By Brian G. Arndt, M.D., John W. Beasley, M.D., Michelle D. Watkinson, M.P.H., Jonathan L. Temte, M.D., Ph.D., Wen-Jan Tuan, M.S., M.P.H., Christine A. Sinsky, M.D. and Valerie J. Gilchrist, M.D.
Annals of Family Medicine, September/October 2017
Primary care physicians spend nearly 2 hours on electronic health record (EHR) tasks per hour of direct patient care. Demand for non–face-to-face care, such as communication through a patient portal and administrative tasks, is increasing and contributing to burnout. The goal of this study was to assess time allocated by primary care physicians within the EHR as indicated by EHR user-event log data, both during clinic hours (defined as 8:00 AM to 6:00 PM Monday through Friday) and outside clinic hours.
From the Discussion
This study provides a validated mechanism for EHR task analysis using EHR system event logs to evaluate primary care physician workload. Our event logs indicate that family medicine physicians spend approximately 45% of their workday (4.5 hours) on the EHR. Direct observation data were consistent with this finding. The remaining 55% of the workday (5.5 hours) was spent on non-EHR activities such as direct patient care, team interactions and meetings, paperwork, e-mail, and other work. An additional 1.4 hours per day of EHR time was spent outside of clinic hours (before 8:00 AM or after 6:00 PM), including 51 minutes per weekend. This extra time equates to an average workday (excluding time providing care to patients in the hospital) of 11.4 hours, representing a considerable encroachment on physicians’ personal and family lives.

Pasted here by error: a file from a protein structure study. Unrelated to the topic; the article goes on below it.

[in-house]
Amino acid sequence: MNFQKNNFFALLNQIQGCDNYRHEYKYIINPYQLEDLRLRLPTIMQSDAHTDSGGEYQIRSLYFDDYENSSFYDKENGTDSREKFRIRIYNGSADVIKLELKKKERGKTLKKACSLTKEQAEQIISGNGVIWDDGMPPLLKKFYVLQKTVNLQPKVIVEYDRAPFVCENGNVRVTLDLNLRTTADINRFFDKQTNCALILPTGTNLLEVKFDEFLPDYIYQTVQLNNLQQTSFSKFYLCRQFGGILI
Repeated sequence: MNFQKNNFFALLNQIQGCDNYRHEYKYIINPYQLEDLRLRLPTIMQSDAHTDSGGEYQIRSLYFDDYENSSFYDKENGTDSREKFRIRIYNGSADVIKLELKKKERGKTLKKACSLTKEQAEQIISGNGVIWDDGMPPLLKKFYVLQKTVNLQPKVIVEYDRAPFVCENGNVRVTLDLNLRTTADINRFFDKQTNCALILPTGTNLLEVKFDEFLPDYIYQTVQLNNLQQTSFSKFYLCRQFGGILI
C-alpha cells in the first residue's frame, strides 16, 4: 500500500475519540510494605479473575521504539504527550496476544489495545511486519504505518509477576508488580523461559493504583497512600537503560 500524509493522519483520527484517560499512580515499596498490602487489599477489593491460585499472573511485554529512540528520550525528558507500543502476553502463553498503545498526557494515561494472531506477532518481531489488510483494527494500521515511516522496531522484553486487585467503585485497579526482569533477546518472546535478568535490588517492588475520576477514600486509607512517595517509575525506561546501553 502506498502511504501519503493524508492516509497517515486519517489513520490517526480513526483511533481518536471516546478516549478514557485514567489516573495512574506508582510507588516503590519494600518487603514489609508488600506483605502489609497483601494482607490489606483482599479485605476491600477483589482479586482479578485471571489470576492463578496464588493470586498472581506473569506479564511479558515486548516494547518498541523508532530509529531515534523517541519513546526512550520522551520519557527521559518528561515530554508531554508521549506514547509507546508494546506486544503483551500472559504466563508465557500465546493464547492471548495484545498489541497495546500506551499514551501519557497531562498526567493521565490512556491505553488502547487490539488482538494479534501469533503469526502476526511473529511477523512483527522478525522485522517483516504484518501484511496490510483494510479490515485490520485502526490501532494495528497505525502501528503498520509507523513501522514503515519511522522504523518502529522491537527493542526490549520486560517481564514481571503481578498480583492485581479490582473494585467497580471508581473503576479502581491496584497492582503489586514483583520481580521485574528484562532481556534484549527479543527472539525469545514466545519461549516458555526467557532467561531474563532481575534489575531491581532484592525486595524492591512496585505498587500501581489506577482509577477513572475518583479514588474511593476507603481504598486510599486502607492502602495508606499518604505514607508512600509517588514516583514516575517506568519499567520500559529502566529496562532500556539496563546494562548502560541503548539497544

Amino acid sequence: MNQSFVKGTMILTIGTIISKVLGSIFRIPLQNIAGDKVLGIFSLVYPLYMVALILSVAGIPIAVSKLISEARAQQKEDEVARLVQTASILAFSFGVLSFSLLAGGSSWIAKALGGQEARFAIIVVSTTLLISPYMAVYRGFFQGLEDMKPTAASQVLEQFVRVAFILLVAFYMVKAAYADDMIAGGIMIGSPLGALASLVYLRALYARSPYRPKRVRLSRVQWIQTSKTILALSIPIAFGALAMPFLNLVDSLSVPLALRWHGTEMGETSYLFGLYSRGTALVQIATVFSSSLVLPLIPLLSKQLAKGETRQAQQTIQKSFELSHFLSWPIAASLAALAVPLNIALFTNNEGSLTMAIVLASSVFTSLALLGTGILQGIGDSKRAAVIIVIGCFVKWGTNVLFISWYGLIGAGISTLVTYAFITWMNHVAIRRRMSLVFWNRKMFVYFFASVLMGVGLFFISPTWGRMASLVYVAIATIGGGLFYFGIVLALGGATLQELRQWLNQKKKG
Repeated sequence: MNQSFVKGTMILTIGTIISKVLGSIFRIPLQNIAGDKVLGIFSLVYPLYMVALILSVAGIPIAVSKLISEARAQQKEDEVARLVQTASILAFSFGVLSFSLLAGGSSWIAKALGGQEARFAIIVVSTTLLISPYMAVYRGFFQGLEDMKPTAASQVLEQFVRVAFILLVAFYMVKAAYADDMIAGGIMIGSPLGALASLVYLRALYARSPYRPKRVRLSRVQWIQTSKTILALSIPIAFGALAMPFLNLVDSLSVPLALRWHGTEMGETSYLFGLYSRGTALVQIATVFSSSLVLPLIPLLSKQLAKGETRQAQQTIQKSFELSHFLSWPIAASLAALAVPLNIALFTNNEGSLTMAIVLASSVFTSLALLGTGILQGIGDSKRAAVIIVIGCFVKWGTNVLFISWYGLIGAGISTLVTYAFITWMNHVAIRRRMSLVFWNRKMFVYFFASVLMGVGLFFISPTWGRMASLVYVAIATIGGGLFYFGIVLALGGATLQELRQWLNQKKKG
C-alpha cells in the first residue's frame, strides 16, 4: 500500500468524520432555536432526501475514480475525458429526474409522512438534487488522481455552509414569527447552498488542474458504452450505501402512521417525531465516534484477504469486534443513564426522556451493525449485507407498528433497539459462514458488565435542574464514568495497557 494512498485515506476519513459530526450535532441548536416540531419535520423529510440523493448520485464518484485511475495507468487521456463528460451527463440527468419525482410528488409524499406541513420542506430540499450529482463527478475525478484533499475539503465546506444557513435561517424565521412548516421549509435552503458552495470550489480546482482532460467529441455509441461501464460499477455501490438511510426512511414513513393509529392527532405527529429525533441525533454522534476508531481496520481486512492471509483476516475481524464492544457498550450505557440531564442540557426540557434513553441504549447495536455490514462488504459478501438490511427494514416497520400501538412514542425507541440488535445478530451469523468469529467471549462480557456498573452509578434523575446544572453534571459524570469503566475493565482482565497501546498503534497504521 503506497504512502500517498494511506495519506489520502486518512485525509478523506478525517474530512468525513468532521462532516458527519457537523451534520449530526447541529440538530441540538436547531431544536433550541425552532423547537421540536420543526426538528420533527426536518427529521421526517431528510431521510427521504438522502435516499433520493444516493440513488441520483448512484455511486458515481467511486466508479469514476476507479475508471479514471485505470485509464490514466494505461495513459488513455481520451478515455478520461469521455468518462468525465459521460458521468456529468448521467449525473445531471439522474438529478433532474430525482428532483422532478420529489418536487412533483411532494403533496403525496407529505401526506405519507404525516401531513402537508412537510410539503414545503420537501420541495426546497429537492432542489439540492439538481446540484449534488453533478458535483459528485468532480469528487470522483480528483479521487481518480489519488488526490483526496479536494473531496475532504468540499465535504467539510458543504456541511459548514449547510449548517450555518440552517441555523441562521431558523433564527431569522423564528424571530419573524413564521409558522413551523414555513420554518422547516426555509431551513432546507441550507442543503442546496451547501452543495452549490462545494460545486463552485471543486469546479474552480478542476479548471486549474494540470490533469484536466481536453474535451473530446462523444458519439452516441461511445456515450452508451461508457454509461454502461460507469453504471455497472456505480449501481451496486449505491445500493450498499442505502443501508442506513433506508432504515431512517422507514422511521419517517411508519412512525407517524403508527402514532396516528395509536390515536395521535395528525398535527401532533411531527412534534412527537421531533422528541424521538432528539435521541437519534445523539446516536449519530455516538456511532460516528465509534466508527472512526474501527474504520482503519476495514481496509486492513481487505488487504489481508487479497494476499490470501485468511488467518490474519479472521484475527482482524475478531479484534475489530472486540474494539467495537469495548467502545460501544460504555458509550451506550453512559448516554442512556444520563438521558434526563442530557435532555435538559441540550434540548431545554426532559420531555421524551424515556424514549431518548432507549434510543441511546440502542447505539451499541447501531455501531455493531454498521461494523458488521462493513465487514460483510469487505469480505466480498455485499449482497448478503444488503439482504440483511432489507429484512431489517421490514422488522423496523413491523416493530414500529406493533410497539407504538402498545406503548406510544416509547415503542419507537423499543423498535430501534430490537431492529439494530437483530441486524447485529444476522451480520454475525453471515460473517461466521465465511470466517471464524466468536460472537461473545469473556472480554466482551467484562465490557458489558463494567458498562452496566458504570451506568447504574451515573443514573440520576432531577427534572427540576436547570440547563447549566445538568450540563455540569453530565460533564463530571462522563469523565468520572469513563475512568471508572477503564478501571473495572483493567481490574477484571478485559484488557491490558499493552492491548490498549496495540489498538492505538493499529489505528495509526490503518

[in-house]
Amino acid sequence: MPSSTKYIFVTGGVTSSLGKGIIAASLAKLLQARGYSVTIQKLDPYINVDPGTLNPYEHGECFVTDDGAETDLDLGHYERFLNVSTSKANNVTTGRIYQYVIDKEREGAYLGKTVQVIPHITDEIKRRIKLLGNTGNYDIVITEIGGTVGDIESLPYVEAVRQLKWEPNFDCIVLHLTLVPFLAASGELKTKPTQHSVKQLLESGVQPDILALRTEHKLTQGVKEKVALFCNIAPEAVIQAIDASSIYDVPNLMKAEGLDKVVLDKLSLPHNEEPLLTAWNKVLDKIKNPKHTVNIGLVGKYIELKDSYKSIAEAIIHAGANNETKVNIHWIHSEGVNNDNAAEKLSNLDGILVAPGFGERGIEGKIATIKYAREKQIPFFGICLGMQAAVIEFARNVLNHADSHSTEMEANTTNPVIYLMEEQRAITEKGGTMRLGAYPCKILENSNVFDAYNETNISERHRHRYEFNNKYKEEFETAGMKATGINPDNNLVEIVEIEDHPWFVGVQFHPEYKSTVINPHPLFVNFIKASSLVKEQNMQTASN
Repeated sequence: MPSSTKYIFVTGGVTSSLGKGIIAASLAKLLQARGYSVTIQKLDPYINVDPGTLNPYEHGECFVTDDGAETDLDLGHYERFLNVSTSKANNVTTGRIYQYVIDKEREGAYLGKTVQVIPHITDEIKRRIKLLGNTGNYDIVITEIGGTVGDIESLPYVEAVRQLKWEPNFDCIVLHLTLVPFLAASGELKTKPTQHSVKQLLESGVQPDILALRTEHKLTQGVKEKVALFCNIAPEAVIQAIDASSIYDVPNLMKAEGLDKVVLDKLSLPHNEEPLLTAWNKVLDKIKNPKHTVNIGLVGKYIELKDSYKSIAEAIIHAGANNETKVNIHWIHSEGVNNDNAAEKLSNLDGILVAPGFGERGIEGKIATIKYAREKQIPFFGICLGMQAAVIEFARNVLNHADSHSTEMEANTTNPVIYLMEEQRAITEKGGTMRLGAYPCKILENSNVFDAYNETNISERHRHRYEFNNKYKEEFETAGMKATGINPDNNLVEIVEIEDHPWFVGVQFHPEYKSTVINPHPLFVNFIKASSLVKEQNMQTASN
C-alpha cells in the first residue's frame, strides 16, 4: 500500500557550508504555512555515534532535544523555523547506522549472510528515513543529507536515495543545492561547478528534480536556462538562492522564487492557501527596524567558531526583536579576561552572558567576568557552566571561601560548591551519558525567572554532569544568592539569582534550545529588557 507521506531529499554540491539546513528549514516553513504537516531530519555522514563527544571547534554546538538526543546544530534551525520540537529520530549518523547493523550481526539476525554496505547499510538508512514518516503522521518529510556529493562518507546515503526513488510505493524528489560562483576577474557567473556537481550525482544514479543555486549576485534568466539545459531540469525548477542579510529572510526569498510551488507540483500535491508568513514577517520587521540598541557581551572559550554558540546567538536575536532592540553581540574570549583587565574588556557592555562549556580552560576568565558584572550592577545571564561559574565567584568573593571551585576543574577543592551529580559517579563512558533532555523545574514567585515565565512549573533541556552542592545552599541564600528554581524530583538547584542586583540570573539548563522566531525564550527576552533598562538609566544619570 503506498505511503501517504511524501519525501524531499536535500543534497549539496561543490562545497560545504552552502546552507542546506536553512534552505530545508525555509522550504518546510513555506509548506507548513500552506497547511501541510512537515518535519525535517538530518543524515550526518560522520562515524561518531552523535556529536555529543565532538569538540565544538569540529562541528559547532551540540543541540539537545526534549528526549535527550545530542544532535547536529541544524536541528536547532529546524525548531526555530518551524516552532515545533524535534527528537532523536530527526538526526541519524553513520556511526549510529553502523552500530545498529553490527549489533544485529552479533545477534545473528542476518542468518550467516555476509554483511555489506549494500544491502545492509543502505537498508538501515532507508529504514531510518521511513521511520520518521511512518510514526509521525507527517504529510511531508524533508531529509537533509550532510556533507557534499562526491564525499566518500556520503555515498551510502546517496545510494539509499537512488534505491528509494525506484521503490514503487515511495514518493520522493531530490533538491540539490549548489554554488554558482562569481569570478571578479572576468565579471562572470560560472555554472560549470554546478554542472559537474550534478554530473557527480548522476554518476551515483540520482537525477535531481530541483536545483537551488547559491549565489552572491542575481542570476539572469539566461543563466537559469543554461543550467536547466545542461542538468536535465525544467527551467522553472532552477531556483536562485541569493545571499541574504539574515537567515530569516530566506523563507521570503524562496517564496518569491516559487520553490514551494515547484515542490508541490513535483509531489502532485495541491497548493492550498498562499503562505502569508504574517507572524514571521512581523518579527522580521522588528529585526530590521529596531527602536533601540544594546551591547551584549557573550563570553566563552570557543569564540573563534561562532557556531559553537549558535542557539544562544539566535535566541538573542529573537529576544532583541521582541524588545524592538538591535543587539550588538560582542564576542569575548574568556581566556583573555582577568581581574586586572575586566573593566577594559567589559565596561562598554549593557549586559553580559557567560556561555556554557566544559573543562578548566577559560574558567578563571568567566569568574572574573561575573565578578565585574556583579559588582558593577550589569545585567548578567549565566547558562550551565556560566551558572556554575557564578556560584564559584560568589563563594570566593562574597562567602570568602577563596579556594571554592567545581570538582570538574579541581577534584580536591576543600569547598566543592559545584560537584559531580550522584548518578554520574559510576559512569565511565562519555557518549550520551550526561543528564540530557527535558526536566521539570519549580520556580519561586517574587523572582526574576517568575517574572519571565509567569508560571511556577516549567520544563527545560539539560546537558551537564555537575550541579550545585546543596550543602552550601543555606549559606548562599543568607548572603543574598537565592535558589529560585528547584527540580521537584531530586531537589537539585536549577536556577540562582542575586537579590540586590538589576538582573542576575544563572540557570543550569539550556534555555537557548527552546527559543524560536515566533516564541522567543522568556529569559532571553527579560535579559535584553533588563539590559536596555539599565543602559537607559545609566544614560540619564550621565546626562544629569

By Don McCanne, M.D.
This is serious. In this study, not only did primary care primary care physicians spend almost half of their clinic hours on electronic health records (EHRs), outside of clinic hours they spent an average of an additional 7 hours and 51 minutes – the equivalent of an extra workday per week. Does this investment in time provide enough direct patient benefit to warrant it? Of course not.
We would hope that a single payer system would address this problem, but there is risk that the public stewards would rely heavily on EHRs for administrative purposes and for current data-intensive information technology trends.
Hopefully shifting the culture from the business-oriented medical/industrial complex to a patient-service environment, as should occur with implementation of a well-designed single payer system, would cause the stewards to wake up and take a serious look at such wasteful services that induce physician/nurse burnout and patient malcontentment.
Clearly, we cannot allow this to continue.
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